Syndicate content

climage change

What do a Pacific Island fisher and a Wall Street banker have in common?

Nilar Chit Tun's picture

A: Both of them will be affected by the ongoing effects of climate change.
 
In less than 40 years from now the cost to the world's biggest coastal cities from flooding is expected to have risen to $1tn – 0.7% of the value of the entire world economy in 2012. Average global flood losses could rise from around $6 billion per year in 2005 to $60 to $63 billion per year by 2050, thanks to population and economic growth along the coasts and the multiplying effect of climate change-driven sea level rise. Coastal communities in the US were firmly reminded of what could happen with rising waters during Superstorm Sandy. The effects of global warming and climate change were no longer academic discussion points, but reality in the form of flooded subways in the heart of Manhattan.

Increasing Flood Risks Create Major Challenges for World’s Coastal Cities

Stéphane Hallegatte's picture

Increasing flood risks create a major political and institutional challenge for the world’s coastal cities as ambitious and proactive action at the local level over the next decades will be needed to avoid large-scale flood disasters. However, the implementation of flood risk management policies meets many obstacles. 

In a recent study written with colleagues Colin Green, Robert Nicholls and Jan Corfee-Morlot as part of an OECD project on urban vulnerability, we estimate how flood risks could change in the future in 136 coastal cities, in response to increasing population and wealth, local environmental change, and climate change. We find that because current flood defenses and urbanization patterns have been designed for past environmental conditions, even a moderate change in sea level is sufficient to make them inadequate, thus magnifying flood losses to catastrophic levels. If no action is taken to reduce flood vulnerability, most coastal cities would become inhospitable and dangerous places to live, with annual losses in excess of $1 trillion dollars.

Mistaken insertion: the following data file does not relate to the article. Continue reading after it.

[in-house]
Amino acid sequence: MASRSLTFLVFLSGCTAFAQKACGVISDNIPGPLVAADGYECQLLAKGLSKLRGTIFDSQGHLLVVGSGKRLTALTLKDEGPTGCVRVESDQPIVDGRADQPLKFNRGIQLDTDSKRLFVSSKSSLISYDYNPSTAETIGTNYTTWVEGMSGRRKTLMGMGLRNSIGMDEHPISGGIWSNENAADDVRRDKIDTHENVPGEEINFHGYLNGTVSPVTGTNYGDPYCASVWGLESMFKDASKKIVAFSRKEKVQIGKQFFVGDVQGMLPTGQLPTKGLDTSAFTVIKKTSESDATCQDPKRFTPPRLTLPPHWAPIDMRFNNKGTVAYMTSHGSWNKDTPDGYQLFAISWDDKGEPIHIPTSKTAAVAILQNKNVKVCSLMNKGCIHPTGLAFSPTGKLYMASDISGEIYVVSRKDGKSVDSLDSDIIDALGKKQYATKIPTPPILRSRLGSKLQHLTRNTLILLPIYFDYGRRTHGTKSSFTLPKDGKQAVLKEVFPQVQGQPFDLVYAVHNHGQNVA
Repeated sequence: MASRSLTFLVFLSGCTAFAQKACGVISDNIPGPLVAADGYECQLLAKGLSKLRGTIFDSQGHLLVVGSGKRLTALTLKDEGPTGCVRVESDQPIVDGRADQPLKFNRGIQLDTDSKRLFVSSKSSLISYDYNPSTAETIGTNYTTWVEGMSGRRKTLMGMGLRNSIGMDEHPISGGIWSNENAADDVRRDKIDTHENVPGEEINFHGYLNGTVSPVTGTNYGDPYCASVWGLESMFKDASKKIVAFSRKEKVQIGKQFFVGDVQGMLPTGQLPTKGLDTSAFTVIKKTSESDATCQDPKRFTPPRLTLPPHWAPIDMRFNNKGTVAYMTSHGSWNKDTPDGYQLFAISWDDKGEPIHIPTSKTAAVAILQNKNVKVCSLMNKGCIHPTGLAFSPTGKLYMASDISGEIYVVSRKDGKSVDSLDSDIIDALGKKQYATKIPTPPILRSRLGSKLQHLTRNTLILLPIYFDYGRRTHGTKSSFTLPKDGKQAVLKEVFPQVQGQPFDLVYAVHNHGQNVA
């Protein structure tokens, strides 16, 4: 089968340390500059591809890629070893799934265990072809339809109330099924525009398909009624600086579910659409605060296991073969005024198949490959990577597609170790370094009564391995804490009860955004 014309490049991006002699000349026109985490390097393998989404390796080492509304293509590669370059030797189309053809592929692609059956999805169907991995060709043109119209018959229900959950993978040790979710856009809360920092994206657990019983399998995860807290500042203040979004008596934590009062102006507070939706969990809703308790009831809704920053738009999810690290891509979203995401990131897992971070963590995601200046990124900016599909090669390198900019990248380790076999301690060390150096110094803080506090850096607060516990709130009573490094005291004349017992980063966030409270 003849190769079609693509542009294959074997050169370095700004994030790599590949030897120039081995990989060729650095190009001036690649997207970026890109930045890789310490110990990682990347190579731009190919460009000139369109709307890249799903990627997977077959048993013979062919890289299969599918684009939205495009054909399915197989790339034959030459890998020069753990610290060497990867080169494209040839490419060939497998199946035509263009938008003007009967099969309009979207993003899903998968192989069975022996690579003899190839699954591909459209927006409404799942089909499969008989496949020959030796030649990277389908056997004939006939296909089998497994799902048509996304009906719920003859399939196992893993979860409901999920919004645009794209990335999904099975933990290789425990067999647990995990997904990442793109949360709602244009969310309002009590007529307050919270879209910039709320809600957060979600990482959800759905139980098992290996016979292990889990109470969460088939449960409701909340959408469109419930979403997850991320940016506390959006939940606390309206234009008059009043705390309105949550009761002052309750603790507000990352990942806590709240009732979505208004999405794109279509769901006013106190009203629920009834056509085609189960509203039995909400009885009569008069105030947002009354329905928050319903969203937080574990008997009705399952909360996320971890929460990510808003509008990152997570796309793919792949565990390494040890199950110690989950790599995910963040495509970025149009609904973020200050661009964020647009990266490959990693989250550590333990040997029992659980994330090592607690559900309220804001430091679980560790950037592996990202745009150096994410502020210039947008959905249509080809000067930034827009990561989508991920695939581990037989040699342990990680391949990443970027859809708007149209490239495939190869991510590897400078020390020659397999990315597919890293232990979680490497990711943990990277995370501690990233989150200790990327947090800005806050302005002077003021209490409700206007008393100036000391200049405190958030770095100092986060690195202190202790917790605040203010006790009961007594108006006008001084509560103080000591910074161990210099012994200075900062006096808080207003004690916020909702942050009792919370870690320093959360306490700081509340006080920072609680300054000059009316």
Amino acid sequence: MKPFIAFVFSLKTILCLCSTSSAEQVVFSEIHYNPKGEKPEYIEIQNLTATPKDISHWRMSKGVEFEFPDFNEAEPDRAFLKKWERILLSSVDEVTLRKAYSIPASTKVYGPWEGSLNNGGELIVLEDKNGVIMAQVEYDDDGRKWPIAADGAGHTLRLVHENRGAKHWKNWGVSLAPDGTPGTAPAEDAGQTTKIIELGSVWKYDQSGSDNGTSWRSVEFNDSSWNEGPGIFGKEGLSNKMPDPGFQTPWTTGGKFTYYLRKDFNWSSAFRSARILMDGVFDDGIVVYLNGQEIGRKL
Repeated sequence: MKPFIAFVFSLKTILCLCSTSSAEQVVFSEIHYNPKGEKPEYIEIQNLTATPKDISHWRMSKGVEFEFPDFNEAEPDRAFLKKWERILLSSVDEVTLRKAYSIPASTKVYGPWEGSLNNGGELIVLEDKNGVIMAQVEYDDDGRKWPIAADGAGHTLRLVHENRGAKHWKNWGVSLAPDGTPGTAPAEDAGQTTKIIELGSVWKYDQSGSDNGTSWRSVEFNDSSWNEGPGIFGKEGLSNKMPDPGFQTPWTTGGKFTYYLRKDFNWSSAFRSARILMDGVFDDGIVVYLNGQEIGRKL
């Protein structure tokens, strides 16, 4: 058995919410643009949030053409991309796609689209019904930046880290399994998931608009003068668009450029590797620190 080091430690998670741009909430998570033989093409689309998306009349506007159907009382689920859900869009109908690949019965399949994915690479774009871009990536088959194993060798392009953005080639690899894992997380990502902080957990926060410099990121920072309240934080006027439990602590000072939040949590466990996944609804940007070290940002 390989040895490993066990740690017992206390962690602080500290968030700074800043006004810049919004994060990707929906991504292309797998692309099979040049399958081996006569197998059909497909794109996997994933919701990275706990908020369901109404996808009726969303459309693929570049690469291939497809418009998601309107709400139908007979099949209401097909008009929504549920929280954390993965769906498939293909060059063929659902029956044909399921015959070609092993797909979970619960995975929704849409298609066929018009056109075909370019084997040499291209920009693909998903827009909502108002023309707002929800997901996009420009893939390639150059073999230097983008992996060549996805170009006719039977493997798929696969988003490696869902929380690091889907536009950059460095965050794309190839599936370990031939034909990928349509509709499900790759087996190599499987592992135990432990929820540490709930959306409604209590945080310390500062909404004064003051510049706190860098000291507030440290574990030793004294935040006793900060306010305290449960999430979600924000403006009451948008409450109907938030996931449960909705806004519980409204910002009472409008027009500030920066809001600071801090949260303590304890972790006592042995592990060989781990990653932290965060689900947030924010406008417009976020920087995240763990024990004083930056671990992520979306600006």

For Water and non-Water Wonks: A World Water Day 2013 (not comprehensive) Reading List

Given that World Water Day, March 22, is not even underway in a large part of the world, at the time of this writing, the amount of World Water Day coverage is no small thing. Here is how World Water Day (eve) has unfolded across the World Bank’s social media and websites.